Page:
Apple created an all new wave of tablets in March of 2010 with the release of the first iPad. Five generations later, the device maintains many of the same attributes, while Apple continues to try to optimize the experience. The iPad Air is really the epitome of the optimizations delivering a thinner, lighter, and faster version of the iPad many have come to know. The iPad Air comes with the obvious sale sheet that it’s 28% lighter, 20% thinner, and 24% less volume which results in an iPad that is 1 pound, 7.5mm thick, and 16mm less width. On the inside, there’s the new 64-bit A7 chip, the same found in the iPhone 5S, and the rest is essentially the same as the last two models. There’s the 9.7” 2048 x 1536 retina display, 5 megapixel/1080P rear camera, and 1.2MP/720P front facing camera. The differences are clearly stated, but the question is if that’s enough to upgrade your existing iPad, or pick one up for the first time.
The iPad Air is all about design, and right off the top it lives up the “Air” monicker. Reading that the iPad Air weighs one pound, and is 0.4 pounds lighter than the previous generation is one thing, picking up the device is a whole other feeling. If you’re even remotely familiar with the iPad 3/4, the difference is instantly identifiable, and extremely significant. It feels like a completely different device in your hand, and it’s especially surprising if your muscle memory is used to picking up any older iPad. Not only is the device lighter, but it takes up less space with the side bezels shaved down, and the front to back thickness sliced off. There’s simply less to hold in every regard, and there’s also a new curvature to the back panel to better fit in your hands in either orientation.
Everything you do with the iPad comes down to holding it, so the feel in your hand is the most important aspect. The iPad Air is a completely new device to hold that you can’t help noticing each time you pick it up. There’s just not much to the iPad Air allowing you to do more with it in different scenarios. The previous iPad’s weight was a distracting aspect that limited how long you could hold the device without noticing the significant heft. You can get much more use out of the iPad Air just sitting around the house holding the device with one hand, or resting it on your lap. Portability has increased, so that it’s easy to just add an iPad Air to your backpack, or other type of carrying case, and not notice the additional weight. The iPad Air can go more places and be used more, and that emphasizes the worthwhile changes Apple has provided.
At times it seems like you’re just holding an interactive touch screen with the smaller surroundings. Also, the 9.7” screen seems even bigger with the smaller border, and the content on screen just seems to float at times. In fact, the 9.7” screen offers such an immersive viewing experience for any content you’re looking at, and that has been taken up several notches with less in your hands, and around the screen. Whether you’re reading the news, watching videos, playing games, editing photos, making homemade videos, or using social networks the thinner and lighter design is always presents, and worth appreciating. I’ve used the device extensively over the weekend, and each time I pick it up, I can’t help a slight grin from appearing based on what a difference this device is in my hand. Apple usually likes to say that you have to really hold their devices in your hands to get an idea of how they work, and that couldn’t be more true than with the iPad Air. The second you pick it up, you can’t go back to a heavier iPad, and you won’t believe what a smaller device it is while maintaining the same beautiful screen.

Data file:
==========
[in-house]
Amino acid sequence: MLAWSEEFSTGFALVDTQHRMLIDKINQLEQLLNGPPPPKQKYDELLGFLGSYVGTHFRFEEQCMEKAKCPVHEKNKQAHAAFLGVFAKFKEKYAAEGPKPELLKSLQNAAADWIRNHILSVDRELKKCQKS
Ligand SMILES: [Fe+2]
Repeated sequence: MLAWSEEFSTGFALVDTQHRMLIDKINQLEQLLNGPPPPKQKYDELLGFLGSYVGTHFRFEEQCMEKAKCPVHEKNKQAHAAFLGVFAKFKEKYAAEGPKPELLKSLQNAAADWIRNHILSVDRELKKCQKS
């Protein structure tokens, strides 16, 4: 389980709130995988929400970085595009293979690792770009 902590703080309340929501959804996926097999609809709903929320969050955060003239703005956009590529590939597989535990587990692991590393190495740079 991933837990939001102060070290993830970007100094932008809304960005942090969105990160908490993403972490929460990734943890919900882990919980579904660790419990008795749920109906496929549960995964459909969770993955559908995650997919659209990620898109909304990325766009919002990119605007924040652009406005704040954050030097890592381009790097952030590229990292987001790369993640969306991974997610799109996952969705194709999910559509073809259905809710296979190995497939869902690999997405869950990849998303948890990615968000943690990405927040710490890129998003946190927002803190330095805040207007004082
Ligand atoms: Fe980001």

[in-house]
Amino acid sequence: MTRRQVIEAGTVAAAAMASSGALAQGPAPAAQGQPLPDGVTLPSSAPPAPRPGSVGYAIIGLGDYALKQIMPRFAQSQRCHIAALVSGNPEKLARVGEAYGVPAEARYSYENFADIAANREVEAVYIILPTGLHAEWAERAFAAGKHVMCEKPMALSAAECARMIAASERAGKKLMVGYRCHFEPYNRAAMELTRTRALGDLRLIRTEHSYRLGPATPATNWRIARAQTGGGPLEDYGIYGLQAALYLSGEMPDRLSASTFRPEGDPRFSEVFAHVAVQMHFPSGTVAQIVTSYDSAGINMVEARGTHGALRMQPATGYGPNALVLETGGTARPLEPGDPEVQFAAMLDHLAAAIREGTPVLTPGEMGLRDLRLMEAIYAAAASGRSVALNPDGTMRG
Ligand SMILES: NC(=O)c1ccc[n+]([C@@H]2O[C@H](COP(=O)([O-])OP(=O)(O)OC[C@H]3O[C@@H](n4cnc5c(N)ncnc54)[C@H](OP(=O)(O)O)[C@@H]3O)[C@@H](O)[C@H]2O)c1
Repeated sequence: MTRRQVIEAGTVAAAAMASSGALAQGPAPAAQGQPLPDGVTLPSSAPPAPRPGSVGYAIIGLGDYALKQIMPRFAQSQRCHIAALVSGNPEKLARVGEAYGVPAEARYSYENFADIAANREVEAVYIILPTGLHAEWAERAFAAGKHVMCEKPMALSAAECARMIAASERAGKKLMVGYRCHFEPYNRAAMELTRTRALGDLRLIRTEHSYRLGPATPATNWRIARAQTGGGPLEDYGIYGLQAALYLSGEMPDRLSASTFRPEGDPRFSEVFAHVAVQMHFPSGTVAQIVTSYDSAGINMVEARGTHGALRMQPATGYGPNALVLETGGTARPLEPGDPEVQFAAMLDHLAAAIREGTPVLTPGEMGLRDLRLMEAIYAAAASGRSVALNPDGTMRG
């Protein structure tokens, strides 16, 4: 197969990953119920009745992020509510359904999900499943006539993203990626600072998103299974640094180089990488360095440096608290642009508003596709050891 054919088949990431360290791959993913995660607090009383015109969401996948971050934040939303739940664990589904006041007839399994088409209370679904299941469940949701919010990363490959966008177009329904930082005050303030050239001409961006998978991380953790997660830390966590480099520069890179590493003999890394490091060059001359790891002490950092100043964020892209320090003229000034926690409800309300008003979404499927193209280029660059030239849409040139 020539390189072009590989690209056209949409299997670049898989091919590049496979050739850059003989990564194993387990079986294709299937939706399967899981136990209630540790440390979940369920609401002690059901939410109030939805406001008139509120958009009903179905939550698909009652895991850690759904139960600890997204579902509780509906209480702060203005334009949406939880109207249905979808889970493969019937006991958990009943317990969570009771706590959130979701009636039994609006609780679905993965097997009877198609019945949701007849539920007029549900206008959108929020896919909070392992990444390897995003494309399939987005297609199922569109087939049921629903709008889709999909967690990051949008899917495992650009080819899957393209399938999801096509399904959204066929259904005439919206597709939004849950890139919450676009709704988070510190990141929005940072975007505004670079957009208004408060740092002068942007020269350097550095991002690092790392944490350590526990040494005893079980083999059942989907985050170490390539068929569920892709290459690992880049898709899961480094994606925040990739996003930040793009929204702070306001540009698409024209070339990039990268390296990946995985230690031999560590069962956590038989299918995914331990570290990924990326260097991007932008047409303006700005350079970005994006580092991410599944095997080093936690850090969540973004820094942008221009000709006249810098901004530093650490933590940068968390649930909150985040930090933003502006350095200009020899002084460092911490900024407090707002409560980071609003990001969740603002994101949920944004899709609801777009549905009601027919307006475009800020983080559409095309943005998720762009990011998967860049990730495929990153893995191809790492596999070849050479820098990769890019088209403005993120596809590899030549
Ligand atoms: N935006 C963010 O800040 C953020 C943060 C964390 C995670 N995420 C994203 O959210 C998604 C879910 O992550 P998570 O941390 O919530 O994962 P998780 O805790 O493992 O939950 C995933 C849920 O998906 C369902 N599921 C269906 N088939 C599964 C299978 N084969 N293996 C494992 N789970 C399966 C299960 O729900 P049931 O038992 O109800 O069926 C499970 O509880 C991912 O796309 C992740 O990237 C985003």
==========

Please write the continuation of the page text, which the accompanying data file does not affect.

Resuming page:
Not only is the iPad thinner and lighter, but it’s also faster, and not just a little bit. Apple claims the iPad Air is two times faster than the already speedy iPad 4, and while I didn’t have a direct unit to compare, the speed of the iPad Air is also effortless to spot. The most obvious distinctions are launching and closing apps, while using multi-touch gestures. Apps open, and close instantaneously, and switching apps through multi-tasking is just as quick with the apps ready to go as soon as they appear on screen. Even the high end games that are 2GB with no optimizations for the latest chip, cut load times considerably, and all other tasks are easier than that. iMovie is another stand-out, allowing you to scrub through video at high speeds without any hesitations in any of the three windows where videos are displayed.